Waiting for the New Nokia

Now that the dust settled and everyone forgot about Nokia’s decision to partner with Microsoft, I can write quietly about why I think this is a good deal for both Nokia and Microsoft.

If you have a look around in the news world you will see that all the rage is about Apple versus Google, iPhone against Android iPad fighting the Honeycomb wave. Microsoft and Nokia are off the radar, as if they don’t exist. December 2010 saw Google activating 300,000 phones per day. This is a nightmare for Microsoft and Nokia is not doing much better on the much publicised “burning platform”.

But maybe in the long run, the evolution will not follow this trend in a linear fashion. We are wired to extrapolate past and present events and “predict” the future based on educated expectations. The expectation is that Android will keep growing at this pace and dominate the market copiously. I challenge this expectation.

The fact that so many manufacturers are crowding the Android space is because the mobile computing is really hot and growing fast. Google is the cheapest way for these manufacturers to have a piece of action with zero investment in the operating system. Consumers cannot get enough of it. Apple opened the floodgates with the launch of the iPhone. In one stroke Steve Jobs changed the telecomm space and moved the centre of gravity from network services providers to computing ecosystem makers.

If you browse the media chatter about mobile phones, the talk is still focused on handsets. The reviews analyse new models based on a few hardware design considerations; the operating system is never a differentiator within the Android camp. This is where things are going to be interesting in the next couple of years. A true complete design is not solely about the handset, but about integration in an ecosystem that is useful, practical, innovative, secure and aesthetically pleasing in the same time. 

When it comes to the ecosystem, Apple has an edge against Google. One example is that all models in the Android space are compared with either iPhone or iPad. This is free advertising for Apple all the way. For individual manufacturers of handsets in the Android space the innovation process is limited to hardware details and there isn’t much room for playing outside the boundaries set by Google. Each one of them wants to gain market share not only against Apple but against the other Android players. For now the market accommodates all participants and it rewards them handsomely. But the day of reckoning is coming fast because the market has a limited size. Someone will loose badly.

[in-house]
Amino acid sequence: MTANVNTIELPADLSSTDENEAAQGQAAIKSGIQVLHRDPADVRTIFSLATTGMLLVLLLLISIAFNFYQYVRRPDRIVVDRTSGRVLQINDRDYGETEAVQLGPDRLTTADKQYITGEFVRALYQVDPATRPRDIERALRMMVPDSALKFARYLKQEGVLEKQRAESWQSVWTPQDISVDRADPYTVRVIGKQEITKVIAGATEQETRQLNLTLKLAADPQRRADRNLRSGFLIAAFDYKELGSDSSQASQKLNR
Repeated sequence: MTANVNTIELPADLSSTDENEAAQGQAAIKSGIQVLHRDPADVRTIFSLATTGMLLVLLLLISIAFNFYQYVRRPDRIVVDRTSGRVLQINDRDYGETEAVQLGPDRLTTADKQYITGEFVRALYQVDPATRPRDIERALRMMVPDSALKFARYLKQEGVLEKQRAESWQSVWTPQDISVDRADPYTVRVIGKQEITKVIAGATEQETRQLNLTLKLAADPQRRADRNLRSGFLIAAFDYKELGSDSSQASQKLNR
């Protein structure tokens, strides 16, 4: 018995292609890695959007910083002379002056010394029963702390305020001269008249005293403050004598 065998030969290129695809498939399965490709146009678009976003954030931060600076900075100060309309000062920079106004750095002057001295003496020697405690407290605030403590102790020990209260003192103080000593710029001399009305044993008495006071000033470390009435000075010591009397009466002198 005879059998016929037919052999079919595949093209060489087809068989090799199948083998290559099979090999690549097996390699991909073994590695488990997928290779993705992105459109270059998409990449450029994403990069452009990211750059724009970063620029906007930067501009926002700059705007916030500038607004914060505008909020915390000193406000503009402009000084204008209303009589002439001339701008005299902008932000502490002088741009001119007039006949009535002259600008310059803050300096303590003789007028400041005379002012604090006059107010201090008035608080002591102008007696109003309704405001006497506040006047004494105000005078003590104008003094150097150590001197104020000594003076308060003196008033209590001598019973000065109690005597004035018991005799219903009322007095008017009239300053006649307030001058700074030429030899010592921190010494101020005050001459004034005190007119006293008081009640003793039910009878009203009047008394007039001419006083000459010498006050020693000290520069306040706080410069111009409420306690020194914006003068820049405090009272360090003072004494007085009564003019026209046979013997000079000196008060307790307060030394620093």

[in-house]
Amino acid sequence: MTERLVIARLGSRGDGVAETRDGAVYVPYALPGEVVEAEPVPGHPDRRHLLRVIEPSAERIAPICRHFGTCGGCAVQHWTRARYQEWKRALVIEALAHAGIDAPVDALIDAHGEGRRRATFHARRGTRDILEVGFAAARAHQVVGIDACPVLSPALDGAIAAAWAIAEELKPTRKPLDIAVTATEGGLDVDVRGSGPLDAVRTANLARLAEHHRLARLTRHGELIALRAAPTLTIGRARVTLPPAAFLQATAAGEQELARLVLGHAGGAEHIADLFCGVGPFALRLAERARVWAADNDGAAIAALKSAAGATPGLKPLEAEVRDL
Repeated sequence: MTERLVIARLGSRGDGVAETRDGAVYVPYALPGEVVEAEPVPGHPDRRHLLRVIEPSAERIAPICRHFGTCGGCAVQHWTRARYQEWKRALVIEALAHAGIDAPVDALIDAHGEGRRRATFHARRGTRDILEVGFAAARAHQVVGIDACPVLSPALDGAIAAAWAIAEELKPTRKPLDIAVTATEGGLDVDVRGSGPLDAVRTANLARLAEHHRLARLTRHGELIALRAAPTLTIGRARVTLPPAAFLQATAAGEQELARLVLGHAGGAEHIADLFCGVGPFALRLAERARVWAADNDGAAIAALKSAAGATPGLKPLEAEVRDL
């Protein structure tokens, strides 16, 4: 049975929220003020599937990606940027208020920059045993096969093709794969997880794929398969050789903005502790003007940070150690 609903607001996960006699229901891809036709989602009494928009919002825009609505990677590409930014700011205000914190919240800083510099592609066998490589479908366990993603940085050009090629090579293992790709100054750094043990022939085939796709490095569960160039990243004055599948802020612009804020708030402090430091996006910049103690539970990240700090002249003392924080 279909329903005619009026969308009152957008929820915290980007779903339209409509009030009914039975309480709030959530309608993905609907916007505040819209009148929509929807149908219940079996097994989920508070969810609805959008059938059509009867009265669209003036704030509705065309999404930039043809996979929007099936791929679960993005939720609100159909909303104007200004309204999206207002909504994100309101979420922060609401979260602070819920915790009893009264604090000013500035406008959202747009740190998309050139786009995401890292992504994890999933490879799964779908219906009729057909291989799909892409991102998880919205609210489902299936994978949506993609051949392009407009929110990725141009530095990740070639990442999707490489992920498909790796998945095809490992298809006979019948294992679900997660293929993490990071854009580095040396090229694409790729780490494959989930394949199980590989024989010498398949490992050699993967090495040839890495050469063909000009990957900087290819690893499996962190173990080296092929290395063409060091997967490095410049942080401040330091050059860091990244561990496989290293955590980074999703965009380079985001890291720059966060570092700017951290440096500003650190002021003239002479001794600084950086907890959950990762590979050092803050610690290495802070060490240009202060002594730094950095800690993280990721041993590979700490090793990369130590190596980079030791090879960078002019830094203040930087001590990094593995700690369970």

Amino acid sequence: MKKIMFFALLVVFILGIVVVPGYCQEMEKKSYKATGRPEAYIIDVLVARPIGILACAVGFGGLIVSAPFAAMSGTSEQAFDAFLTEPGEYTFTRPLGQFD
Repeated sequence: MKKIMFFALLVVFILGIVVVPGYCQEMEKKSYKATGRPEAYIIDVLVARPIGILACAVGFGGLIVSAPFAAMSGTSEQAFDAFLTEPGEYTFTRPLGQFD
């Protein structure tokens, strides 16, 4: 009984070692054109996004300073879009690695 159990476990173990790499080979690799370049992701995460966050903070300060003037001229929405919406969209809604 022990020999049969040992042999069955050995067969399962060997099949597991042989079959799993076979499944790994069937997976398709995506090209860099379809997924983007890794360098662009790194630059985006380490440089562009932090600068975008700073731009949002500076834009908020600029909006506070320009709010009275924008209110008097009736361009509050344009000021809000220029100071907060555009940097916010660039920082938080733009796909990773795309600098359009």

This is why I believe Nokia made a good decision, provided Microsoft will do its part. Microsoft and Nokia can combine their research capabilities and resources to create an ecosystem rivalling Apple’s in a way that Google and the Android manufacturers cannot accomplish because there is too much inconsistency and strategic conflict among all the participants. In the long run Samsung, HTC and Motorola will compete among themselves at hardware level with little scope for value add.

Microsoft and Nokia have a chance to do something different and start a really interesting race with Apple.  Nokia has outstanding customer service and it can exploit this partnership best by focusing on innovating this product category in a way the Android partners cannot dream of. Because of the critical strategic overlap between Microsoft and Nokia, it is possible that Nokia will be able to influence the direction of future design. One space in which these two partners can innovate is in shopping experience, such as for instance purchasing using the mobile phone and instant access to product information (Microsoft is a leader in the advanced product tagging). The Windows ecosystem can be developed to create a better market place experience. That is IF Microsoft will be able to support the partnership in a more creative way. Until now it hasn’t shown much and sometimes their effort in this space reminds me of the days when IBM was trying desperately to revive OS/2 when they failed because they could not get rid of the habit of behaving like a massive rigid corporation and compete with a much nimbler Microsoft.

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